Today, British Medical Journal launches a new offensive against Andrew Wakefield and the Lancet paper which did not link MMR with autism and gut disease, with a press release entitled: ‘MMR fraud needs parliamentary inquiry, says BMJ, as new information puts spotlight on Wakefield's co-authors’. Remarkably, there was not a hint of this only two months ago (September 6) when editor Fiona Godlee addressed the US National Institutes of Health and stated :
18.55 "What these articles also say that when those three things didn't come up trumps on the twelve children included, and the subsequent series of children, Andrew Wakefield altered the data to make those three things emerge"
46.06 "we need co-authors to do their job...I think in this case the co-authors did not fulfil their responsibilities... there is no allegation of misconduct against them apart from the other two who were arraigned with Andrew Wakefield, but they didn't fulfil their responsibilities."
But suddenly Godlee’s world appears to be falling apart. The case that Wakefield was somehow supposed to have altered the data under the noses of the 12 senior medical scientists without a single one noticing or commenting for 13 years, and several of them conspicuously standing by the data is beginning to take its toll of BMJ’s credibility. Notably, BMJ has come under attack from a leading whistleblowing scientist Dr David Lewis, as reported in a report from Nature News. According to Nature’s reporter, Eugenie Samuel Reich, even the scientist Godlee hired to review the Lewis’s assessment, though scarcely well-disposed towards Wakefield, doubts that there is evidence for fraud:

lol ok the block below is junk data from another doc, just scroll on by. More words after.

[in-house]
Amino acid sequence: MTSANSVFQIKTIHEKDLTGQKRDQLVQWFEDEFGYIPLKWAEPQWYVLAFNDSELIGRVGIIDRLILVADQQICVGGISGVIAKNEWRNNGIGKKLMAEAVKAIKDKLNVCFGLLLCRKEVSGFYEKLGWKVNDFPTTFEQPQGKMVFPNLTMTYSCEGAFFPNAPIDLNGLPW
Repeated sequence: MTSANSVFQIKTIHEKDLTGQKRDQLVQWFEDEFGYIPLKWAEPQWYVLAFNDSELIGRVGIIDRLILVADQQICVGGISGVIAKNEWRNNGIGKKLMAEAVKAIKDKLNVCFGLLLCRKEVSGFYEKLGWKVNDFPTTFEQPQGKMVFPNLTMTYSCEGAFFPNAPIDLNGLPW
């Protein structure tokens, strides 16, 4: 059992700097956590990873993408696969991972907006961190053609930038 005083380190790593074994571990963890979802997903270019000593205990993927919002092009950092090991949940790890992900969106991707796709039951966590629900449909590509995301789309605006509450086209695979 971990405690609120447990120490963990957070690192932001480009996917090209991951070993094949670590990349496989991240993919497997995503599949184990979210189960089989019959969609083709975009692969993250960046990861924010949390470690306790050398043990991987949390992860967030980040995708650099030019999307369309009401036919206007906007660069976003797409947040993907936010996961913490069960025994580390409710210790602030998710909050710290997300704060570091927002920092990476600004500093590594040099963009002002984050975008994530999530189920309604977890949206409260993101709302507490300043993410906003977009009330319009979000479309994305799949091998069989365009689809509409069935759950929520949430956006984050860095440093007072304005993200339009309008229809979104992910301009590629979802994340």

‘Before publishing Lewis's letter, the BMJ asked Ingvar Bjarnason, a gastroenterologist at King's College Hospital, London, to review the materials. Bjarnason says he doesn't believe they are sufficient to support claims in the Lancet paper of a new disease process. He also questions whether "non-specific" on the grading sheets refers to colitis, saying it could refer to any kind of gut changes. But he says that the forms don't clearly support charges that Wakefield deliberately misinterpreted the records. "The data are subjective. It's different to say it's deliberate falsification," he says.’
So, why the vendetta? The latest thing is that she seems to have started a war with University College London over their failure to hold an inquiry into the affair, but it is becoming increasingly evident to even Wakefield’s enemies that there is nothing whatsoever to investigate.
Perhaps, Godlee’s colleagues ought to start asking questions. This
farrago has been going on far too long. And even now she hasn’t
published Dr Lewis’s letter.
John Stone is UK Editor for Age of Autism.